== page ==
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The Rev. Dr. Barber: Get Together and Win!

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The Rev. Dr. Barber: Get Together and Win!
The Rev. Dr. William Barber on Thursday underscored a message of coalition building and solidarity with references pulled from the civil rights and labor movements, as well as Scripture.

In an electrifying address that had Convention delegates on their feet and cheering repeatedly, the Rev. Dr. William Barber on Thursday underscored a message of coalition building and solidarity with references pulled from the civil rights and labor movements, as well as Scripture.

“We are all trade unionists. We are all civil rights activists. And it’s about time for all of us to get together and organize America like never before! It’s time to say to America, ‘We will not turn back now!’” he declared.

The Rev. Dr. Barber, pastor of Greenleaf Christian Church in Goldsboro, North Carolina, and president of the North Carolina NAACP, is the architect of the Moral Mondays-Forward Together movement that began in North Carolina and is spreading across the nation. He charged that political extremists, backed by corporate billionaires like the Koch brothers, are pushing “an immoral agenda” that includes denying rights to workers, immigrants, women, African Americans, the LGBTQ community and others.

“And all these agendas intersect because all the same people fighting labor rights are fighting civil rights. So if they are together, by God, we ought to get together and fight them back!”

Working with allies is a winning strategy, President Saunders told delegates, pointing to the immense challenges we face. “The people who are trying to take out our union have a lot of money. That’s where they get their power,” he said. “But for workers like us, we get our power through solidarity. Solidarity with our union sisters and brothers, but also with a broad coalition of workers, retirees, students, clergy, community groups and even business owners who believe every worker deserves respect and dignity.”

The power of alliances with community organizations was demonstrated in an address by Barb Kalbach, board president of the Iowa Citizens for Community Improvement. Her fight with corporate-backed forces began with a personal fight to preserve her fourth-generation family farmer way of life.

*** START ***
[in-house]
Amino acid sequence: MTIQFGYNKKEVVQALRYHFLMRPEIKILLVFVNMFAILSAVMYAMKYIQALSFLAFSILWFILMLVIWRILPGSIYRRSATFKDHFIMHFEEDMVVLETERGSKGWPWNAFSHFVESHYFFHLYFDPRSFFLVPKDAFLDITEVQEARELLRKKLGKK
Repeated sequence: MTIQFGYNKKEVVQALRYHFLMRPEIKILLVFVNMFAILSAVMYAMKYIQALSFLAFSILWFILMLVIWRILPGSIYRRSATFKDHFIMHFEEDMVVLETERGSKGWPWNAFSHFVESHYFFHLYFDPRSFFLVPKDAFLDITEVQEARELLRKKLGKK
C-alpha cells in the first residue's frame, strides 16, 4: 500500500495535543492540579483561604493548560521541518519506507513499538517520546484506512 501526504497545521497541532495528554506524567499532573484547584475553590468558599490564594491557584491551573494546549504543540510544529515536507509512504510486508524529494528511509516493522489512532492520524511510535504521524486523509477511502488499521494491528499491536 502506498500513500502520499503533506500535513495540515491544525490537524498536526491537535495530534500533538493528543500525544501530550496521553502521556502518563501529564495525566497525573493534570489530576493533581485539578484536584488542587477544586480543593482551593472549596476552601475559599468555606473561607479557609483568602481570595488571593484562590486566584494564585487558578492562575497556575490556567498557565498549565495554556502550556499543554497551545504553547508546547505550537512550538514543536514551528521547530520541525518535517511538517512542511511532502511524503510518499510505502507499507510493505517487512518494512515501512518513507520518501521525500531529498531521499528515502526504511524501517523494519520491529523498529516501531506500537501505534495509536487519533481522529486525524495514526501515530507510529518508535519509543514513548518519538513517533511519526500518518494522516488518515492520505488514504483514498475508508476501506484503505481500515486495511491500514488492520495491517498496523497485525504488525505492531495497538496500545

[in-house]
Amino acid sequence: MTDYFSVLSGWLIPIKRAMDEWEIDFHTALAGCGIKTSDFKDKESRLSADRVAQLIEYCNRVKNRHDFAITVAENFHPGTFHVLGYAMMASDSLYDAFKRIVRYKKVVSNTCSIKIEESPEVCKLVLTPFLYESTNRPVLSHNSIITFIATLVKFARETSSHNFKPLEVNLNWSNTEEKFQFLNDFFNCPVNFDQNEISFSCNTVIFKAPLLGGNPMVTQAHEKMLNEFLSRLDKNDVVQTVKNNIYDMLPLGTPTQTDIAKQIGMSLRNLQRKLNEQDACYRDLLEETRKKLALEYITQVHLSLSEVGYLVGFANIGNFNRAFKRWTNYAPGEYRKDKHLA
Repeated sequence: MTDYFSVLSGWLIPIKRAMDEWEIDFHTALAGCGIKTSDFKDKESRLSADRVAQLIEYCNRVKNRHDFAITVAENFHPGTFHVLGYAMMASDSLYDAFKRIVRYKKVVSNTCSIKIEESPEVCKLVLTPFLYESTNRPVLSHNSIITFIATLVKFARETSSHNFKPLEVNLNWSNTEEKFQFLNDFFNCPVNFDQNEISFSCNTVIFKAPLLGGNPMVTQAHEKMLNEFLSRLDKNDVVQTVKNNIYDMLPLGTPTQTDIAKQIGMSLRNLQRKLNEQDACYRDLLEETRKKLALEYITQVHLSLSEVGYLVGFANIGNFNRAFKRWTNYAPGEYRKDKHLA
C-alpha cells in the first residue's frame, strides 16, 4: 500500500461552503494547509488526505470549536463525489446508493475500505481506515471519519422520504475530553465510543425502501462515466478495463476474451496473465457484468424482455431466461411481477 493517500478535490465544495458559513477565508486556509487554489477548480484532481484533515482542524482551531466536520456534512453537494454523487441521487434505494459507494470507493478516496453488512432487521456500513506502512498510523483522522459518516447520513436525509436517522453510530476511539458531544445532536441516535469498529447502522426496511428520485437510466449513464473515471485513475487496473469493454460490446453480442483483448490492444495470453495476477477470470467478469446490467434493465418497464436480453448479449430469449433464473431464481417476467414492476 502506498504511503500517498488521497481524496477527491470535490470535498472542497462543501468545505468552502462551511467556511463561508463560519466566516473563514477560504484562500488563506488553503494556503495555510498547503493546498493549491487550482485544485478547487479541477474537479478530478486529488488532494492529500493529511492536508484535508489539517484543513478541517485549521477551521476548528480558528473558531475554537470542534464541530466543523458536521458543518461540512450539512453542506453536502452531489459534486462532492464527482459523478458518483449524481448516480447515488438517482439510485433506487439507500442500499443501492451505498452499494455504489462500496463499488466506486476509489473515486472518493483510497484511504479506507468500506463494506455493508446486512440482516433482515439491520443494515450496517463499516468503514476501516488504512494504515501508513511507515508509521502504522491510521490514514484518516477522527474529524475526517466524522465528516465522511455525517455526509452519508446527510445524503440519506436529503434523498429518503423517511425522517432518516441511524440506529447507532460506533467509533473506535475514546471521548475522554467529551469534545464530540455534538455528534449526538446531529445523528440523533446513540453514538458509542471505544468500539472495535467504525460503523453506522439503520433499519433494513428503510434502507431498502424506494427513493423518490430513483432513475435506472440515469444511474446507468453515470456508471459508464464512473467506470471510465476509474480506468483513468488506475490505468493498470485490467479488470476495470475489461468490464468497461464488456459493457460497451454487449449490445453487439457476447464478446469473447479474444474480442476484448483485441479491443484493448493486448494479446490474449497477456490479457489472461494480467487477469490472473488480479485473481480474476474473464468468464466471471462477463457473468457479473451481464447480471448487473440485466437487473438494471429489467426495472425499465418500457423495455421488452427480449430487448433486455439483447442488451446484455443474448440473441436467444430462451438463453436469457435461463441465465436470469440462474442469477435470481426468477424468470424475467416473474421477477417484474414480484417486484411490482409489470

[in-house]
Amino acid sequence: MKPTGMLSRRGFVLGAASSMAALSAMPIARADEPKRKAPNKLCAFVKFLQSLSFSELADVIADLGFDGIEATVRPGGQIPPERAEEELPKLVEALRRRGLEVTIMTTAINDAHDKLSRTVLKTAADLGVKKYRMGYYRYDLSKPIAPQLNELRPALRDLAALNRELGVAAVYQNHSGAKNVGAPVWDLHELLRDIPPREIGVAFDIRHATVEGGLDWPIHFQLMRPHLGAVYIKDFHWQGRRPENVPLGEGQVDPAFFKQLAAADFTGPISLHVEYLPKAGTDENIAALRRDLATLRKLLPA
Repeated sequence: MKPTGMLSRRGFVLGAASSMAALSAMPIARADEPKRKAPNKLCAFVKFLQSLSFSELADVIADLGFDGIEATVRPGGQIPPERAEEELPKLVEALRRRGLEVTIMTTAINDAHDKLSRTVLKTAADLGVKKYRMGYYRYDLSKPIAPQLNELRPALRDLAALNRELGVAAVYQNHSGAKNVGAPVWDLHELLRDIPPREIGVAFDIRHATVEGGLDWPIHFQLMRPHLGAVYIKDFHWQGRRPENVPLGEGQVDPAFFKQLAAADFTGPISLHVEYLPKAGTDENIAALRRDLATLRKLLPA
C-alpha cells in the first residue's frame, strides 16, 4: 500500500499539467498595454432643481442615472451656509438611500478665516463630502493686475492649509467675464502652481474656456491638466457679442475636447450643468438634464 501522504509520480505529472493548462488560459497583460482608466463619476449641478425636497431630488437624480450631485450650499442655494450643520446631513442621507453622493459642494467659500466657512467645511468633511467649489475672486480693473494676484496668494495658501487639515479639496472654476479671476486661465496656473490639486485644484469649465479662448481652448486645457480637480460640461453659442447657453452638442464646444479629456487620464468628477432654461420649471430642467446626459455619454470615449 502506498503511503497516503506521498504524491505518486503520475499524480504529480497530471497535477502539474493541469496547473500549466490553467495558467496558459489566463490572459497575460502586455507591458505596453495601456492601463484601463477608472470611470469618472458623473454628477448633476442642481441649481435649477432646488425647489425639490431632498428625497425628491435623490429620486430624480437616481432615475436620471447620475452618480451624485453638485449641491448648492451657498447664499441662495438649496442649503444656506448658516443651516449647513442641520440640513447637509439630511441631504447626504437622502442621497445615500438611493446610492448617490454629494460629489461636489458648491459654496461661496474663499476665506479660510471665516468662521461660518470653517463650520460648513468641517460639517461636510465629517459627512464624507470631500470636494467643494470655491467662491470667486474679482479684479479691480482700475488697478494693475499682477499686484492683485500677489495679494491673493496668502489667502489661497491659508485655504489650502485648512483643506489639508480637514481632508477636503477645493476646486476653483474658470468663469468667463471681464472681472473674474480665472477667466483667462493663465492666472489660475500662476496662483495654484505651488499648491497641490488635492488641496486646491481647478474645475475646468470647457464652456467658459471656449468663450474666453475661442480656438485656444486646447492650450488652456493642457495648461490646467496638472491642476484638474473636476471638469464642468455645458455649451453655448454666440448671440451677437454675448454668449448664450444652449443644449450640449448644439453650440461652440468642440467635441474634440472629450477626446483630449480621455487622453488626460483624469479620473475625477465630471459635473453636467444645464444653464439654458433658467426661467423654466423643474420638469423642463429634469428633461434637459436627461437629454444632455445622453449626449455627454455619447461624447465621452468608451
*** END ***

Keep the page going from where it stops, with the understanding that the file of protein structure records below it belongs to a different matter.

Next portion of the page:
But her fight is also AFSCME’s fight, she said. “What’s happening in farms is happening to you, too,” she said. It’s a “deliberate plan” by corporations and billionaires to “enhance their power in order to generate more profits,” she said. Fighting back “will take all of us pulling together, but when we’re done, family farms will then be passed to a new generation,” and we will have an economy “that values all of our public-sector workers.”

Paul Moist, president of our sister union, the Canadian Union of Public Employees (CUPE), offered his union’s support for AFSCME Michigan Council 25 in its fight against privatization of water services. He and members of his union will march over the Ambassador Bridge that connects Detroit and Canada next week.

The march is to show solidarity with AFSCME in opposing Detroit’s decision to turn off the taps to thousands for failure to pay their bills, and also to oppose privatization of the city’s public service jobs and to support the municipal retirees, who are faced with cuts to their benefits because of the city’s bankruptcy.

Among the successful member and ally campaigns showcased was one launched two years ago by New York’s Civil Service Employees Association (CSEA)/AFSCME Local 1000, which joined forces with New Yorkers for Fiscal Fairness, a statewide coalition of more than 130 community and consumer-based faith, labor, environmental, human services and other groups, to stop a planned downsizing of the State University of New York Health Science Center at Brooklyn (SUNY).

“Two years ago, mismanagement and budget cuts led the state to question our hospital’s mission and explore outsourcing its services,” said CSEA Region 2 Pres. Lester Crockett. “For us, this wasn’t just an attack on our jobs; it was an attack on patient care, our community and a proud New York institution.”

Together, CSEA and New Yorkers for Fiscal Fairness put up a fight that made the difference. Crockett said hospital staff joined patients and preachers to make public demonstrations to save the institution.

The state backed down and “threats of cuts, outsourcing and closings stopped,” Crockett said.

Describing a successful campaign to raise the minimum wage in Minnesota, Dennis Frasier, a member of Council 5’s executive board, was joined by Kris Jacobs, executive director of the Jobs Now Coalition. Working together, they were able to get lawmakers to raise the state’s minimum wage to $9.50 an hour by 2016.

AFSCME’s efforts to create a Medical Interpreters program in California were also highlighted during the program. Carlos Garcia, an interpreter and a member of UDW Homecare Providers/AFSCME Local 3930 explained how the union expanded its reach with the help of allies.

“To ensure quality of care and communication between health care providers and patients, the members joined forces with more than 40 organizations statewide including the Korean American Senior Association of San Diego County,” Garcia said.

Delegates approved 29 resolutions, including support for comprehensive immigration reform and the Dream Act, which would provide an avenue for undocumented immigrants to attend college. Maricruz Manzanarez, an executive board member of Local 3299 in California, shared her family’s story of struggle to stay together and achieve their American Dream.

“No matter your politics; no matter your birthplace; we are all human,” she said. “And the human dignities of life, liberty and the pursuit of happiness have no boundaries.”